For his last five starts, Jon Lester wasn’t just a little off. He was getting blown up. It was one of the worst stretches of his career, and for the first time I could remember, he started talking like a guy you almost might describe as defeated. He never talks like that.
Even his manager, long-time catcher, and friend David Ross was really concerned (Cubs.com): “I was worried about him. I’ve had multiple friends call and text that they were just worried about where his head space was. … When you feel like that, and you don’t know what to do or where to go, it’s just very – ‘frustrating’ is not even the word. It just kind of beats you down, because that’s a lonely place out there on the mound when you don’t feel like you’re on top of your game, especially with the resume that Jon has and how well he’s done over his career. Getting hit around is not something he’s used to.”
But, realistically, as we discussed after his last start, the Cubs didn’t have a better rotation option than to let Lester try to sort things out. He’s done it before – maybe not quite from these depths, but it has happed. It wasn’t just about hoping for something you know is unlikely to happen.
After watching his first inning last night, I thought we were in for another rough one from Lester. He got through the frame, but he left so many pitches middle-middle that without a correction, he was gonna get knocked around again. He can’t survive with his velo/stuff at this point in his career without very fine command and execution.
… and then he totally turned things around for the next five innings. He started successfully working the ball down and on the edges more successfully, and the Brewers were befuddled. Over six scoreless innings, Lester allowed just three hits, two walks, and struck out eight. He had a better game score (75) just once last year, and just three times each in 2017 and 2018.
And it wasn’t just a lot of success on balls in play. Again, Lester struck out eight of his eighteen outs. He generated a whopping 16(!) whiffs on his 97 pitches, which is just something he doesn’t do anymore: he maxed at 16 swinging strikes last year in two starts, but each featured 110+ pitches. Indeed, his 16.5% swinging strike rate last night was the THIRD HIGHEST in *any* start of his ENTIRE Cubs career.
— Chicago Cubs (@Cubs) September 12, 2020
Arguably at least as encouraging as the performance was Lester’s and Willson Contreras’s comments after the game that there were some adjustments made.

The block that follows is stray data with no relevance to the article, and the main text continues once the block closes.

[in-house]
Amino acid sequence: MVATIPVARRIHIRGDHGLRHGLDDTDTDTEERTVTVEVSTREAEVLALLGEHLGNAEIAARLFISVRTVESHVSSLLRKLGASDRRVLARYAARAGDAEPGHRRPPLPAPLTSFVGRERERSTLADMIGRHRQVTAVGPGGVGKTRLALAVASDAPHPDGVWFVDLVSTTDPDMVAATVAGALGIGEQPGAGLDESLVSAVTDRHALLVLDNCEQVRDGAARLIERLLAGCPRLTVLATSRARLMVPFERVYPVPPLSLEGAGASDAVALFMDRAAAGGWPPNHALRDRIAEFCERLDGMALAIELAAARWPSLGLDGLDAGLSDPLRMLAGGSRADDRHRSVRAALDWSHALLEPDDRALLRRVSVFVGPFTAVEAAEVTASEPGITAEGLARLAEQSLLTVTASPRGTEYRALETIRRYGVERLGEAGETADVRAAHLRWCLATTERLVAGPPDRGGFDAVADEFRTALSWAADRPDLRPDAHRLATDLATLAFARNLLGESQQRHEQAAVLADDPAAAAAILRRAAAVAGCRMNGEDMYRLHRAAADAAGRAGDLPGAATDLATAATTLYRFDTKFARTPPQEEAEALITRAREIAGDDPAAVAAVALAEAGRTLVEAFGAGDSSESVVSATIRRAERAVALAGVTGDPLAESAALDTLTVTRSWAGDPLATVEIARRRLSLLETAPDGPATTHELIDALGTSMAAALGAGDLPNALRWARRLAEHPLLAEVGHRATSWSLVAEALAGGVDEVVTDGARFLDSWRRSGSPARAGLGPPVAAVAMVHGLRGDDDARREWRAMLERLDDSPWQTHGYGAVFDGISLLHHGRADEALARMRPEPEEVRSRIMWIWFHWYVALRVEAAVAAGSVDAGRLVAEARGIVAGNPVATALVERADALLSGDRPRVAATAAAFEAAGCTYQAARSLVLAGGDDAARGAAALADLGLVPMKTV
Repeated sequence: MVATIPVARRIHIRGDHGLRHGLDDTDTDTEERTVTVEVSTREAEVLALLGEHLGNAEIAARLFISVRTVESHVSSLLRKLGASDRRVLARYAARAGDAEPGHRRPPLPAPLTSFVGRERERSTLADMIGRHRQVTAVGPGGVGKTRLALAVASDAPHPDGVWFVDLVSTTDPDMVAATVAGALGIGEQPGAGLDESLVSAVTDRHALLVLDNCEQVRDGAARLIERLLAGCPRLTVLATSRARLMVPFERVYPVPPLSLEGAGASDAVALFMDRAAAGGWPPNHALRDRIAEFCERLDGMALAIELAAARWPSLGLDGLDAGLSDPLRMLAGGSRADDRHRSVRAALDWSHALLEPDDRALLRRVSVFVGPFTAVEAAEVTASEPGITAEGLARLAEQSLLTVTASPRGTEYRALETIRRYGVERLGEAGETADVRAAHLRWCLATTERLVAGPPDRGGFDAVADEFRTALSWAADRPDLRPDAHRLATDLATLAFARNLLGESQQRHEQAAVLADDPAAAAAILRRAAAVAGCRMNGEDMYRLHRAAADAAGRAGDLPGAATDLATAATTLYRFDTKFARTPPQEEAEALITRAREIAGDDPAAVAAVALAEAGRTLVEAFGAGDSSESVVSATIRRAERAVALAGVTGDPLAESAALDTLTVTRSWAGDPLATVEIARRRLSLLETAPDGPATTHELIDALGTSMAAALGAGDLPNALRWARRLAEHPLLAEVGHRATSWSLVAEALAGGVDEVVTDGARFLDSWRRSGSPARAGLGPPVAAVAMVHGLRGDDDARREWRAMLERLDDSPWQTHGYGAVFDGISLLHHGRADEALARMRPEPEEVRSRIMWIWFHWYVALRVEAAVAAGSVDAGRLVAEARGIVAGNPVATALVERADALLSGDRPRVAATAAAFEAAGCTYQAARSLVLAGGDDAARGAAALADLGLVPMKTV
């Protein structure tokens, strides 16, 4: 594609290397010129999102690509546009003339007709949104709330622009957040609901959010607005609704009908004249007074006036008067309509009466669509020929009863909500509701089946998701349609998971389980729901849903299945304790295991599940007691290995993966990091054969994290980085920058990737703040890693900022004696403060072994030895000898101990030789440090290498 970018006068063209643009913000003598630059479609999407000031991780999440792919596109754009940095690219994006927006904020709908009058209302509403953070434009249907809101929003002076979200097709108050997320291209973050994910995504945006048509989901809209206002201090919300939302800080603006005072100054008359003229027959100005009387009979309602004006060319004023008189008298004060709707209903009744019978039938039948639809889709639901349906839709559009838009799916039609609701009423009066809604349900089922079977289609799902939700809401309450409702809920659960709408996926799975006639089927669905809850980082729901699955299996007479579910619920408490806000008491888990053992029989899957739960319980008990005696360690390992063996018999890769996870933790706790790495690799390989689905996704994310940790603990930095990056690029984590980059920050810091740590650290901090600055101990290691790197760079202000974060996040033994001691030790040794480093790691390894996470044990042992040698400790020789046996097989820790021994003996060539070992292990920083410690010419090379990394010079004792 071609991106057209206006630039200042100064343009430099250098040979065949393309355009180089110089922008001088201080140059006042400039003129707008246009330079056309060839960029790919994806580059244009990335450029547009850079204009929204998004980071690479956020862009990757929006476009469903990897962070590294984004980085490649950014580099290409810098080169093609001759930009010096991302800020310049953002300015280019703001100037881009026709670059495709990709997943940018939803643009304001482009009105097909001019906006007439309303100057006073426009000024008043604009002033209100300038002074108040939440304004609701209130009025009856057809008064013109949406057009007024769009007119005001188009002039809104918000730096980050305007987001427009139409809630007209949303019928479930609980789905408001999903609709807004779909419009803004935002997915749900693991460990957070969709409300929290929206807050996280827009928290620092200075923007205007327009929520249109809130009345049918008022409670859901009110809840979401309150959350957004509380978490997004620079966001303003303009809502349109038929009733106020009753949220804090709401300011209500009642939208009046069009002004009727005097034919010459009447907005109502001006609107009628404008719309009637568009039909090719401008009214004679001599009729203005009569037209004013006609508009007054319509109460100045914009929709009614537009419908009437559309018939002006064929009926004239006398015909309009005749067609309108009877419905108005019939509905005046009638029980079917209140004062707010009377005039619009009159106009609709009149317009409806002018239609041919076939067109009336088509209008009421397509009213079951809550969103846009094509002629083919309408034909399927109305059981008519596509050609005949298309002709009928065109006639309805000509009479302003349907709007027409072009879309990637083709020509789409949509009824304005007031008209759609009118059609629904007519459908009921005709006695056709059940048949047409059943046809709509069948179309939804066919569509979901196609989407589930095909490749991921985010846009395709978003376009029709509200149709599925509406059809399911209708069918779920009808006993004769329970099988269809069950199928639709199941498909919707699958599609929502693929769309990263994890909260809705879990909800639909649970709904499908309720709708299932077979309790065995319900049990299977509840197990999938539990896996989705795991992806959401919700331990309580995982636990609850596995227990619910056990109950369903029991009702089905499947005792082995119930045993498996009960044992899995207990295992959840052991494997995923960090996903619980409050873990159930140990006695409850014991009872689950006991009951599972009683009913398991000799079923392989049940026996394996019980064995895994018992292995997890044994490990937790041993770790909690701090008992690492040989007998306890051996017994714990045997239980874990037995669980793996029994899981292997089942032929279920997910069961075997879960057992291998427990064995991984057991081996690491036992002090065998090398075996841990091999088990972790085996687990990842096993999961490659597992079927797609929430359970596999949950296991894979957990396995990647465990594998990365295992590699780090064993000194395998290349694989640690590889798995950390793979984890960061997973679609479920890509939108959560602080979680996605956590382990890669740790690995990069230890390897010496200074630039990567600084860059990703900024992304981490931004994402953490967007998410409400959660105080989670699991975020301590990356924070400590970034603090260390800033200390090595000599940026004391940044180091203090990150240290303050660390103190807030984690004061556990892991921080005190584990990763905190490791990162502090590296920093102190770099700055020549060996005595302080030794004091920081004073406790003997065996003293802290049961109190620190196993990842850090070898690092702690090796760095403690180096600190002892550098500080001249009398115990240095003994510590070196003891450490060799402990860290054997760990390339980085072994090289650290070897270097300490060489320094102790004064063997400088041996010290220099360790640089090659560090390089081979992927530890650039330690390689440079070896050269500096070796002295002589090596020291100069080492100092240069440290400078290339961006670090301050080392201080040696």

All of that said, Cubs catcher Willson Contreras expressed before Friday’s game that this was really more about Lester’s delivery than anything else.
“No, it’s not about confidence,” Contreras said. “It’s just about mechanical issues. That’s what I’m seeing.”
Contreras noted that Lester had been flying open early in his delivery and “pushing” his pitches. Ross recently pointed out that the lefty has not been burying his cutter inside to righties. Between outings, Lester focused on those areas, and more, with pitching coach Tommy Hottovy and catching coach Mike Borzello.
“I just needed to figure out what was going on,” Lester said. “I don’t want to say we reinvented the wheel or we found some magical cure or anything, but the adjustments that we did make in my bullpen, the stuff just translated better.”
None of that means Lester is going to be dynamite again next time out, or that it’ll carry on into the postseason so you feel like the Cubs have at least three usable starting pitchers now. It doesn’t even mean any changes actually generated the impact. He himself is conceding that. But given just how strong the performance was, with batters struggling so badly to size him up, it does at least suggest there was some legitimacy to the adjustments and their impact.
(For whatever it’s worth on the data side, Lester’s release point was lower last night, back to where it was early in the season. For him, it’s a very, very small difference overall – he’s so precise with his mechanics, great repetition – but it does show up in the data. The point of the adjustments probably wasn’t specifically to drop the release point, mind you – instead, I’m saying maybe we can see the residue of the adjustments in that data.)
Also, again: he’s done this before. You don’t have a long, successful career like Lester’s (or successful seasons despite diminishing velocity and stuff) without making real adjustments along the way that legitimately impact performance.
And, let’s be honest: it feels a heckuva lot better to believe at this moment that Lester’s earlier performance was a COMBINATION of natural decline and mucked up execution, the latter of which he’s now addressed.